If your landlord is trying to evict you because you haven't been able to pay your rent on time, then you need to understand how Chapter 13 works. It's an ideal way to stop the eviction from going forward, but timing is everything. Without going into all of the details at this point, my strong suggestion is that if your landlord is taking you to court because you haven't paid your rent on time, and you want to have the best chance to stay where you are, please speak to a lawyer before you have that court hearing scheduled. If you file Chapter 13 before that court hearing is scheduled, you can probably get 12 to 18 months to pay back your rent arrears. If you don't file Chapter 13 before that court hearing is scheduled, things will probably get a lot more complicated for you, so don't say I didn't warn you.
Many potential new clients who come in for a free consultation are very worried because they owe income taxes to the IRS and the State of New Jersey. They fear that they will get a tax lien filed against them, that their bank accounts will be frozen, that their wages will be attached, that they will never get a tax refund, and who knows what else.
Their fears are often turned into hope and sometimes even joy when I tell them that many income taxes that are more than 3 years old can be totally wiped out and discharged by filing for bankruptcy.
But income taxes that are less than 3 years old can present a bit of a challenge. Yes, a bit of a challenge, but not a gigantic challenge, because I tell my clients that they don't have to worry about future interest and they don't have to worry about future penalties, and they don't have to worry about frozen bank accounts, wage garnishments, tax liens, never getting a refund, and who knows what else if they quickly file for Chapter 13.
That's because Chapter 13 gives clients the absolute right to pay back only the income taxes that can't be wiped out in Chapter 13. And the good news is that when those taxes are paid back, you can often get five years to pay them back, and you will pay them back without any further interest or penalties.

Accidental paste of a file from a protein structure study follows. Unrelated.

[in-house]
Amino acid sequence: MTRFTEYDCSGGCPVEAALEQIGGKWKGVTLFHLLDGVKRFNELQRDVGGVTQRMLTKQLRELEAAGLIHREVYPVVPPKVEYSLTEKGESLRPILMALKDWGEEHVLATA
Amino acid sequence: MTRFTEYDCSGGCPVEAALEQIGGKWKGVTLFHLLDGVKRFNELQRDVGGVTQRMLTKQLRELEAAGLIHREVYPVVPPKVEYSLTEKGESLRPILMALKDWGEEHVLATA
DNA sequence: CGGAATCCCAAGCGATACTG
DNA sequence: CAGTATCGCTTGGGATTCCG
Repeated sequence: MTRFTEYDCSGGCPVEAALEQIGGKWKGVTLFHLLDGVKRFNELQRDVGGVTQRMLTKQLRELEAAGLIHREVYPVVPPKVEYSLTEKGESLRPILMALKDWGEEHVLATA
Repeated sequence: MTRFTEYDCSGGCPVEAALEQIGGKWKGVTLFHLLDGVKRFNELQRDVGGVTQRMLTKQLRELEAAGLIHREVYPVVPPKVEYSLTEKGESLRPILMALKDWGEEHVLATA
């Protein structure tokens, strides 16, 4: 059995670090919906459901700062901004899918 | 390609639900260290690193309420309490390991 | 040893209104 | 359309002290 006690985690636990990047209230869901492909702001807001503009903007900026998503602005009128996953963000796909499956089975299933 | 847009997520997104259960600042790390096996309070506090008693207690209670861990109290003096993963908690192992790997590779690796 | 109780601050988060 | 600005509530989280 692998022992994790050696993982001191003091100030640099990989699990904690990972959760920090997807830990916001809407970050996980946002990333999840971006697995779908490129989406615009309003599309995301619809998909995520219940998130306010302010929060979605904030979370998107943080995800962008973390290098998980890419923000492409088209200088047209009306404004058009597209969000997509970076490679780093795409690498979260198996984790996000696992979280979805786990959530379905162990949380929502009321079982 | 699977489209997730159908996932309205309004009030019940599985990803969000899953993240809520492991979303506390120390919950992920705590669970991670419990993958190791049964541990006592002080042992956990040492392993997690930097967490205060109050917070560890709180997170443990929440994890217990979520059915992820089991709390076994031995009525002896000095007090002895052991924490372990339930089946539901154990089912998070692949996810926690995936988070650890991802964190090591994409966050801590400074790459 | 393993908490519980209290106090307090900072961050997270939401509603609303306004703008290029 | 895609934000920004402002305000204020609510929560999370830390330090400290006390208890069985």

In addition, neither the IRS nor the State of New Jersey will be able to garnish your wages, freeze your bank account, or file a new tax lien against you. And when it comes to getting future tax refunds, as long as you do what you're supposed to be doing in Chapter 13, New Jersey and the IRS should be sending you your refunds on a timely basis.
If the only thing that has been keeping you from getting your driver's license is the fact that you haven't been able to pay those outrageous surcharges, well the good news is that filing Chapter 13 or Chapter 7 will usually get your driver's license restored. You will probably have to pay at least a $100 restoration fee, and you might have to take that driving test again, depending on how long you have been suspended. By now you should be realizing what a powerful tool Chapter 13 can be. But there are still other things you can accomplish. So, let's give you just one more example.
Imagine taking advantage of all of the benefits set forth in the paragraphs set forth above, and, in addition to all of those benefits, you can also totally wipe out and eliminate all of your unsecured debts. This includes wiping out:
Credit card debt
Old income taxes that qualify for discharge
Money you owe to lawyers for legal fees
Personal loans, such as unsecured debts owing to credit unions and places like One Main Financial, Mariner Finance, Prosper, and Avant.
Surcharges on your driver's license. And if your license is suspended solely due to nonpayment of surcharges, you can get your driving privilege restored.
Debts owing on bail bonds.
Stop wage garnishments.
Stop lawsuits already in progress, and stop people from suing you in the future on old debts.
Get money released from frozen bank accounts.
Utility bills, and get your service turned back on if they have shut it off.
We are a debt relief agency. We help people file for bankruptcy relief under the Bankruptcy Code.
Remember that one of the main purposes of Chapter 13 is to help you get a fresh financial start, put the past behind you, and deal with your bills in the way that is best for you. Chapter 13 gives you an opportunity to catch up on bills that you have to pay, and wipe out bills that you can legally wipe out.
There is no shame or stigma attached to filing a Chapter 13. Usually, about 1 million people file for bankruptcy every year. It might be a lot more people in 2021. If done properly, bankruptcy can be a very positive experience that will help you have a much brighter financial future.
Obviously, there is a lot of financial stress when you've got a lot of bills. We'll be happy to teach you how to stop the bill collectors from calling you, writing to you, and harassing you. Keep in mind that there is plenty of light at the end of the tunnel. In most situations, our clients get substantial debt relief, and they also obtain substantial stress relief.
To file a Chapter 13 bankruptcy, you will pay a Bankruptcy Court filing fee, a credit counseling fee, and our law firm's attorney fee. Please call 856-696-8300 for current fees associated with the filing of a Chapter 13 bankruptcy.